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UK JOBS MARKET IN EARLY 2012: ON THE EDGE OF A BLEAK MIDWINTER

UK JOBS MARKET IN EARLY 2012: ON THE EDGE OF A BLEAK MIDWINTER

MANPOWER EMPLOYMENT OUTLOOK SURVEY FALLS TO WEAKEST LEVEL IN 3 YEARS: TOUGH START TO 2012 JOBS MARKET

- Hiring expectations for early 2012 have slumped to their weakest levels since the recession - with employers in business services leading the retreat

- The UK is now split in two with a new East-West divide

- However there are still hundreds of thousands of jobs out there - sectors such as Utilities continue to hire

LONDON, 13 DECEMBER 2011: The UK?s Employment Outlook has slipped to its weakest level since the final quarter of 2009, according to Manpower, the global leader in contingent and permanent recruitment workforce solutions. Employers in the Finance and Business Services sector suffer yet another setback this quarter with a 0% Outlook, representing the third consecutive five point quarterly fall, from 15% in Q2, to 10% in Q3 and 5% in Q4 of 2011. The sector?s employers have now gone from being the most optimistic at the start of 2011 to being among the most pessimistic.

The Manpower Employment Outlook Survey is based on responses from 2,100 UK employers. It asks whether they intend to hire additional workers in the coming economic quarter. It is the most comprehensive, forward-looking employment survey of its kind and is used as a key economic statistic by both the Bank of England and the UK government. The national Seasonally Adjusted Net Employment Outlook of 0%1 indicates that the jobs market is now flat-lining eight in 10 employers are not intending to change their staffing levels in the next quarter, but the number of employers looking to hire new staff is comparable to the number expecting to cut jobs. This compares to a marginally positive Net Employment Outlook of 1% in Q4, 2011.

“The 2012 jobs market sits on a knife edge. In some ways this is a reflection of a weakening economy. We hear stories about companies hoarding cash and not investing. In the same way, we see a number of business sectors battening down the hatches, holding onto existing levels of staff and not hiring with any great enthusiasm. Employers have now adopted a wait-and-see approach to hiring they are cautious about the economy and the fear of a Euro-wide contagion is weighing heavily on their minds,” said Manpower UK Managing Director, Mark Cahill.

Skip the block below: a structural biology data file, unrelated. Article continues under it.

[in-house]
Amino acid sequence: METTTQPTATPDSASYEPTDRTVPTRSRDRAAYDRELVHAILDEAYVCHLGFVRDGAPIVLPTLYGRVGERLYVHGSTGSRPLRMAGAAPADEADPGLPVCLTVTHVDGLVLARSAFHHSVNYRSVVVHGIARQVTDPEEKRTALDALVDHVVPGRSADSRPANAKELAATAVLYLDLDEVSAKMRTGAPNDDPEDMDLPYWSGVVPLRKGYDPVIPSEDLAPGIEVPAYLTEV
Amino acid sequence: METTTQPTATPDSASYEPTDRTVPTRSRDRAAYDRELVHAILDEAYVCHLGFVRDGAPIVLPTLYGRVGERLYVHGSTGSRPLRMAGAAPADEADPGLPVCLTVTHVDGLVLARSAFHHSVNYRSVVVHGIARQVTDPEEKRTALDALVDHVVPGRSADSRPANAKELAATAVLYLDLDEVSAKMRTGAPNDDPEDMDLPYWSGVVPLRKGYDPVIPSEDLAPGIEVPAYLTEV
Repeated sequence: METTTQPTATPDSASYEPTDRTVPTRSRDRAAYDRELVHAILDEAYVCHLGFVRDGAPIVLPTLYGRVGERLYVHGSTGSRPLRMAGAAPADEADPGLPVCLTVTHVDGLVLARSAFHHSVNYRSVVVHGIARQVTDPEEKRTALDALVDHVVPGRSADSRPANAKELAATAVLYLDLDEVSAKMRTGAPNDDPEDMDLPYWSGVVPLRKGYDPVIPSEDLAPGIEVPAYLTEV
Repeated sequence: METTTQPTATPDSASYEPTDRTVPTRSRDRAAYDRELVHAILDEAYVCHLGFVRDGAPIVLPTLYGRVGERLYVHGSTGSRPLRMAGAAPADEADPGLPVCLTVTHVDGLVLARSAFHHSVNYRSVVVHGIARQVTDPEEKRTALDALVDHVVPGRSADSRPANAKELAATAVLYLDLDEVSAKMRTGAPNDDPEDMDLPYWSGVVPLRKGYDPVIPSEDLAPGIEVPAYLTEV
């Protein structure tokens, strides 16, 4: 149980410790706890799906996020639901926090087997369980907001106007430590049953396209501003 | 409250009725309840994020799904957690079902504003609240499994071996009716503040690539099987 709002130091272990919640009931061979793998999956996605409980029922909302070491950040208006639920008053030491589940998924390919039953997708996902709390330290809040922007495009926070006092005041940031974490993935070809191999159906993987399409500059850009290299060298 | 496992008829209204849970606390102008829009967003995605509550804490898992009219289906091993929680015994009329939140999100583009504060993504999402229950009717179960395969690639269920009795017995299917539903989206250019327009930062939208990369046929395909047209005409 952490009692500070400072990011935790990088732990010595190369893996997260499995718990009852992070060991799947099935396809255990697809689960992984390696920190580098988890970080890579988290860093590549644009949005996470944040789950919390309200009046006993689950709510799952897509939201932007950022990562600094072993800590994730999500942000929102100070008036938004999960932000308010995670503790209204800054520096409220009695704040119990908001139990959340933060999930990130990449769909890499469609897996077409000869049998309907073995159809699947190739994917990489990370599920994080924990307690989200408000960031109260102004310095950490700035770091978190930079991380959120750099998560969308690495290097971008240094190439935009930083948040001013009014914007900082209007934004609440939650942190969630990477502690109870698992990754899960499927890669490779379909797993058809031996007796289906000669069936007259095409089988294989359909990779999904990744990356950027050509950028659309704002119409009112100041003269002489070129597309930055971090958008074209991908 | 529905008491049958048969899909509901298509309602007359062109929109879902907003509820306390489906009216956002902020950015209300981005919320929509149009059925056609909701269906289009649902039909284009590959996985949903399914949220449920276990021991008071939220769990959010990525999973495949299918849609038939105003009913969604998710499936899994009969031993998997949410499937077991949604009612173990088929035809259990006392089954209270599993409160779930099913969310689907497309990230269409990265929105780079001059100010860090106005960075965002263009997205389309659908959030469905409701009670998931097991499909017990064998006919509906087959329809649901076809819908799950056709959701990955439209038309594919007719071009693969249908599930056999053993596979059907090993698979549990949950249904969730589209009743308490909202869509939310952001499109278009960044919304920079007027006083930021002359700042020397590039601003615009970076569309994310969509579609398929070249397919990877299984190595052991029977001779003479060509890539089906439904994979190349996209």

Of the sectors that are creating jobs, however, Utilities is the most positive, with employers in the Water, Gas and Electricity industries reporting hiring intentions of 13%, a rise of 2 percentage points on the previous quarter. This sector has proved particularly resilient, as the only sector demonstrating a positive Outlook in every quarter throughout the downturn. The Manufacturing sector also shows signs of optimism with employers reporting a cautiously optimistic Outlook of 5%.

Cahill continues: “We should not lose sight of the fact that there are still hundreds of thousands of vacancies out there. Employers continue to look for skilled and motivated candidates who show a real desire and determination to work. People who are willing to learn new skills are the ones who will succeed in this challenging environment. Those with a &bdquorefuse-to-lose?attitude will find work.”

Looking across the country, as this map shows, there?s a new East-West divide emerging with a vertical line running straight down from the North of England to the South.

Mark Cahill again: “Our data has revealed a new axis emerging in the jobs market. It?s almost as if someone has sliced England in half with employers in the East currently much more optimistic about hiring than those in the West.”

On an individual region basis, employers in the North East of England report the most optimistic hiring plans going into 2012 with an Outlook of 10%. Although it?s well documented that parts of the North East currently have the highest unemployment levels in the UK, Manpower has found that employers there are more optimistic than in any other region. Employers in the East Midlands and the East of England each report healthy Outlooks of 7% and 5%, respectively. The South East is 4% and London 5% despite a wave of recent redundancies in the financial sector.

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